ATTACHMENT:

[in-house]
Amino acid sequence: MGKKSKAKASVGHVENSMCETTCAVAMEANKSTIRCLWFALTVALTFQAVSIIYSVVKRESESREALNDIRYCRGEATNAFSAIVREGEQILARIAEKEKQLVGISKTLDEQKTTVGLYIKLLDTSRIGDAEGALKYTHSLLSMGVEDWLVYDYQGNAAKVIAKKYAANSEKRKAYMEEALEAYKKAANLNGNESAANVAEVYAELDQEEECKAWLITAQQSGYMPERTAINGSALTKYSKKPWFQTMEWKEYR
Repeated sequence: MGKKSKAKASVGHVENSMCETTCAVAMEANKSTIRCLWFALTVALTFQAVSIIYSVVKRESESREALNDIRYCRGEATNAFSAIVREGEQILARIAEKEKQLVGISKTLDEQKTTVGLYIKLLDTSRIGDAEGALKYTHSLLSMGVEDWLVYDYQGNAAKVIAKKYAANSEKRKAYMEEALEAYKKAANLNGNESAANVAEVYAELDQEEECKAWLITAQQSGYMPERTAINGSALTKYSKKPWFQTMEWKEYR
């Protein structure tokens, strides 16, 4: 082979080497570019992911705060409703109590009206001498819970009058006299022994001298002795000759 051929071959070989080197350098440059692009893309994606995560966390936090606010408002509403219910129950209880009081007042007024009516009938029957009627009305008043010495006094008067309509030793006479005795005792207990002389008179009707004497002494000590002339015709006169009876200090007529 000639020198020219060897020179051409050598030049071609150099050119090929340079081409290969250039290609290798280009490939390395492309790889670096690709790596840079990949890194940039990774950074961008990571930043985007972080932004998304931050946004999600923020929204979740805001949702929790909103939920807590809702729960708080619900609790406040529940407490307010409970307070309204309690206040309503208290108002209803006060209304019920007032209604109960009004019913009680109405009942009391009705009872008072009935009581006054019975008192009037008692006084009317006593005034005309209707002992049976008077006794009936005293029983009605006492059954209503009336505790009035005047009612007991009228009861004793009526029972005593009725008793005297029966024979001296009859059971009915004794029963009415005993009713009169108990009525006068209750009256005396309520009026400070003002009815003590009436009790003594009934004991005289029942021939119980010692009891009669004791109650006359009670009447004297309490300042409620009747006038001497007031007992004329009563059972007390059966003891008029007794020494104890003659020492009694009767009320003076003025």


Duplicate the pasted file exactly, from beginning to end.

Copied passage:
[in-house]
Amino acid sequence: MGKKSKAKASVGHVENSMCETTCAVAMEANKSTIRCLWFALTVALTFQAVSIIYSVVKRESESREALNDIRYCRGEATNAFSAIVREGEQILARIAEKEKQLVGISKTLDEQKTTVGLYIKLLDTSRIGDAEGALKYTHSLLSMGVEDWLVYDYQGNAAKVIAKKYAANSEKRKAYMEEALEAYKKAANLNGNESAANVAEVYAELDQEEECKAWLITAQQSGYMPERTAINGSALTKYSKKPWFQTMEWKEYR
Repeated sequence: MGKKSKAKASVGHVENSMCETTCAVAMEANKSTIRCLWFALTVALTFQAVSIIYSVVKRESESREALNDIRYCRGEATNAFSAIVREGEQILARIAEKEKQLVGISKTLDEQKTTVGLYIKLLDTSRIGDAEGALKYTHSLLSMGVEDWLVYDYQGNAAKVIAKKYAANSEKRKAYMEEALEAYKKAANLNGNESAANVAEVYAELDQEEECKAWLITAQQSGYMPERTAINGSALTKYSKKPWFQTMEWKEYR
């Protein structure tokens, strides 16, 4: 082979080497570019992911705060409703109590009206001498819970009058006299022994001298002795000759 051929071959070989080197350098440059692009893309994606995560966390936090606010408002509403219910129950209880009081007042007024009516009938029957009627009305008043010495006094008067309509030793006479005795005792207990002389008179009707004497002494000590002339015709006169009876200090007529 000639020198020219060897020179051409050598030049071609150099050119090929340079081409290969250039290609290798280009490939390395492309790889670096690709790596840079990949890194940039990774950074961008990571930043985007972080932004998304931050946004999600923020929204979740805001949702929790909103939920807590809702729960708080619900609790406040529940407490307010409970307070309204309690206040309503208290108002209803006060209304019920007032209604109960009004019913009680109405009942009391009705009872008072009935009581006054019975008192009037008692006084009317006593005034005309209707002992049976008077006794009936005293029983009605006492059954209503009336505790009035005047009612007991009228009861004793009526029972005593009725008793005297029966024979001296009859059971009915004794029963009415005993009713009169108990009525006068209750009256005396309520009026400070003002009815003590009436009790003594009934004991005289029942021939119980010692009891009669004791109650006359009670009447004297309490300042409620009747006038001497007031007992004329009563059972007390059966003891008029007794020494104890003659020492009694009767009320003076003025």